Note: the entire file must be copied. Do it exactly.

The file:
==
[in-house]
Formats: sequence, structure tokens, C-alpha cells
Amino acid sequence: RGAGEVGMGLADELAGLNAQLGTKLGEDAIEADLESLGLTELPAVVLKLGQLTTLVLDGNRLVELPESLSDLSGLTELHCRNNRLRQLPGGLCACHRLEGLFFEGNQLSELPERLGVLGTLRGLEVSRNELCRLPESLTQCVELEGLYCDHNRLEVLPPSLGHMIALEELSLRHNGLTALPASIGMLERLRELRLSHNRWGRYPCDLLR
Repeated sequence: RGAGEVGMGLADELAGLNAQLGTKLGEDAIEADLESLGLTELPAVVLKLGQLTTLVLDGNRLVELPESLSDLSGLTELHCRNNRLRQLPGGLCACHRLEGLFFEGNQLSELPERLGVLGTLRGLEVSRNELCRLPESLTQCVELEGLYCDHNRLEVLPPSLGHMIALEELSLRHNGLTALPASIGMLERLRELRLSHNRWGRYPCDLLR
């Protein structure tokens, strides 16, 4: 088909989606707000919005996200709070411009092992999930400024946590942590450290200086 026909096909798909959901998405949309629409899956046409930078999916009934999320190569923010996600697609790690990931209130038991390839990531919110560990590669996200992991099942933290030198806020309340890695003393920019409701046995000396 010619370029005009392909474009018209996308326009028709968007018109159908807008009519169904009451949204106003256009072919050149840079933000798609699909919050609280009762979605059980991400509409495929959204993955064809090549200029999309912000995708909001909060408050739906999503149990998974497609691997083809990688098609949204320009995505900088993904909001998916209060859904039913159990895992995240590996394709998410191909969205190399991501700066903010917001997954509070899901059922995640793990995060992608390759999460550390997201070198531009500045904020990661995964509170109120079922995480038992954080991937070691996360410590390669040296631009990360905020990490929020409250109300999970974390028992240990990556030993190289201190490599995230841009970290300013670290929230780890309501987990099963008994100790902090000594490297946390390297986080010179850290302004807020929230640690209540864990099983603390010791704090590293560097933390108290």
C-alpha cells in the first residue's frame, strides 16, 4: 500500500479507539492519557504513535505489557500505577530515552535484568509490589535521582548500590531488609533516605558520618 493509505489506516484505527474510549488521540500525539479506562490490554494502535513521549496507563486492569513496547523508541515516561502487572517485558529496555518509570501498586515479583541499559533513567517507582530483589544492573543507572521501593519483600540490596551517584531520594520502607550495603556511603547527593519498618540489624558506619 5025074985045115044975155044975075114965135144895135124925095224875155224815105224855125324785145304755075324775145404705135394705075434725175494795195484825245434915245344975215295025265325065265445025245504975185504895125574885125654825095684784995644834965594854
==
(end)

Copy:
[in-house]
Formats: sequence, structure tokens, C-alpha cells
Amino acid sequence: RGAGEVGMGLADELAGLNAQLGTKLGEDAIEADLESLGLTELPAVVLKLGQLTTLVLDGNRLVELPESLSDLSGLTELHCRNNRLRQLPGGLCACHRLEGLFFEGNQLSELPERLGVLGTLRGLEVSRNELCRLPESLTQCVELEGLYCDHNRLEVLPPSLGHMIALEELSLRHNGLTALPASIGMLERLRELRLSHNRWGRYPCDLLR
Repeated sequence: RGAGEVGMGLADELAGLNAQLGTKLGEDAIEADLESLGLTELPAVVLKLGQLTTLVLDGNRLVELPESLSDLSGLTELHCRNNRLRQLPGGLCACHRLEGLFFEGNQLSELPERLGVLGTLRGLEVSRNELCRLPESLTQCVELEGLYCDHNRLEVLPPSLGHMIALEELSLRHNGLTALPASIGMLERLRELRLSHNRWGRYPCDLLR
């Protein structure tokens, strides 16, 4: 088909989606707000919005996200709070411009092992999930400024946590942590450290200086 026909096909798909959901998405949309629409899956046409930078999916009934999320190569923010996600697609790690990931209130038991390839990531919110560990590669996200992991099942933290030198806020309340890695003393920019409701046995000396 010619370029005009392909474009018209996308326009028709968007018109159908807008009519169904009451949204106003256009072919050149840079933000798609699909919050609280009762979605059980991400509409495929959204993955064809090549200029999309912000995708909001909060408050739906999503149990998974497609691997083809990688098609949204320009995505900088993904909001998916209060859904039913159990895992995240590996394709998410191909969205190399991501700066903010917001997954509070899901059922995640793990995060992608390759999460550390997201070198531009500045904020990661995964509170109120079922995480038992954080991937070691996360410590390669040296631009990360905020990490929020409250109300999970974390028992240990990556030993190289201190490599995230841009970290300013670290929230780890309501987990099963008994100790902090000594490297946390390297986080010179850290302004807020929230640690209540864990099983603390010791704090590293560097933390108290």
C-alpha cells in the first residue's frame, strides 16, 4: 500500500479507539492519557504513535505489557500505577530515552535484568509490589535521582548500590531488609533516605558520618 493509505489506516484505527474510549488521540500525539479506562490490554494502535513521549496507563486492569513496547523508541515516561502487572517485558529496555518509570501498586515479583541499559533513567517507582530483589544492573543507572521501593519483600540490596551517584531520594520502607550495603556511603547527593519498618540489624558506619 5025074985045115044975155044975075114965135144895135124925095224875155224815105224855125324785145304755075324775145404705135394705075434725175494795195484825245434915245344975215295025265325065265445025245504975185504895125574885125654825095684784995644834965594854